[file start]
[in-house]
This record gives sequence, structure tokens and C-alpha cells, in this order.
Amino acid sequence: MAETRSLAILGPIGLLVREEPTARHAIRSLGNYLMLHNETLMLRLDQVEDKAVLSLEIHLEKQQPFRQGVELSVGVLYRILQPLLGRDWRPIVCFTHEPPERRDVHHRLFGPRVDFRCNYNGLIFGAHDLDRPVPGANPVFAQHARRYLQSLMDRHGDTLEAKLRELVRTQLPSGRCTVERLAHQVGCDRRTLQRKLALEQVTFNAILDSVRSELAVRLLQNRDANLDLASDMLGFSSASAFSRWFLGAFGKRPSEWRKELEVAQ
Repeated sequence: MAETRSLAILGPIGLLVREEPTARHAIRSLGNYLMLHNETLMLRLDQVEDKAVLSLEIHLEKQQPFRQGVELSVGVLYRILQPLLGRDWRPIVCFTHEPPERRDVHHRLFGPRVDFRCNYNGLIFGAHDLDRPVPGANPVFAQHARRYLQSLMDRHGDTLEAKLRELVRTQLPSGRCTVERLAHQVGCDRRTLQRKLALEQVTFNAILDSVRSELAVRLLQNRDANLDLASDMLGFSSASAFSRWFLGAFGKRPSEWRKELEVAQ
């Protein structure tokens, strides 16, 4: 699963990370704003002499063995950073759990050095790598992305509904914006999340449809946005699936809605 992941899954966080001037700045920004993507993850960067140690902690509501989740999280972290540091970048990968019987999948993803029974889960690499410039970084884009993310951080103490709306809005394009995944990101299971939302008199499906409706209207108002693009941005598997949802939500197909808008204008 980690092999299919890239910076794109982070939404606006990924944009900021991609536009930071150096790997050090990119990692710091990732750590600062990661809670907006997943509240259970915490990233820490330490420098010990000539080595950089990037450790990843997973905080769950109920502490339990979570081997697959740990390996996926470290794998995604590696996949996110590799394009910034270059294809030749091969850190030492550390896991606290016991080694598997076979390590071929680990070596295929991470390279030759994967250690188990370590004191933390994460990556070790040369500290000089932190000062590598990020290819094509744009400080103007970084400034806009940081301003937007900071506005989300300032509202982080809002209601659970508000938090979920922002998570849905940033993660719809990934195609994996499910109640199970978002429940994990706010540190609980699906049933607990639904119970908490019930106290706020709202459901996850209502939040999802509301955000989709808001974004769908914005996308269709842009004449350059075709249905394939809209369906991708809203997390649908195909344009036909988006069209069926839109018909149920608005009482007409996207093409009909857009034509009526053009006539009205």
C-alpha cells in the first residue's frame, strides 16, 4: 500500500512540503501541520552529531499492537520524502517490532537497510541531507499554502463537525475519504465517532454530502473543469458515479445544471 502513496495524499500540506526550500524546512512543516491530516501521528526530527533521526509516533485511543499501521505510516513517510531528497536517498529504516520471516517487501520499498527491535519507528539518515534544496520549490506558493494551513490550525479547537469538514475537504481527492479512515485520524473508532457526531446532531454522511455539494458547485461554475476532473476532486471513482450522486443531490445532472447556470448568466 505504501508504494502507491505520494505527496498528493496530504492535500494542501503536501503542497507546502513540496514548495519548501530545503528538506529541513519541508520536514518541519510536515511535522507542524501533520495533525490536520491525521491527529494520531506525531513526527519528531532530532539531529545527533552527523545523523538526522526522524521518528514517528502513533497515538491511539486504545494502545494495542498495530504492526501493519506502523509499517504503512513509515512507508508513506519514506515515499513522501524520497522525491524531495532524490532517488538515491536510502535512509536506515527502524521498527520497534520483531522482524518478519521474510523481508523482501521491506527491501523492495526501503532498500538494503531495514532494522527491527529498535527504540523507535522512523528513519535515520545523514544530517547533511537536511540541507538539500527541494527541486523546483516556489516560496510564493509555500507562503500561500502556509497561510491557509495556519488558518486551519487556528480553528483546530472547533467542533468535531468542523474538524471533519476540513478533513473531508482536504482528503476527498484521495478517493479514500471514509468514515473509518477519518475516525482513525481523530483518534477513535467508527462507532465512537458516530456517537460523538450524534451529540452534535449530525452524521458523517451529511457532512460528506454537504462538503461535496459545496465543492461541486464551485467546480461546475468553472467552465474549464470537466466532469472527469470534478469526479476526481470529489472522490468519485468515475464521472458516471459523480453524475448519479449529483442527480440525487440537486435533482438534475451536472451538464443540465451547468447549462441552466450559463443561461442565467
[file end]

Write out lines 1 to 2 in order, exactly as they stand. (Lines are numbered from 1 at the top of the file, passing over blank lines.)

[in-house]
This record gives sequence, structure tokens and C-alpha cells, in this order.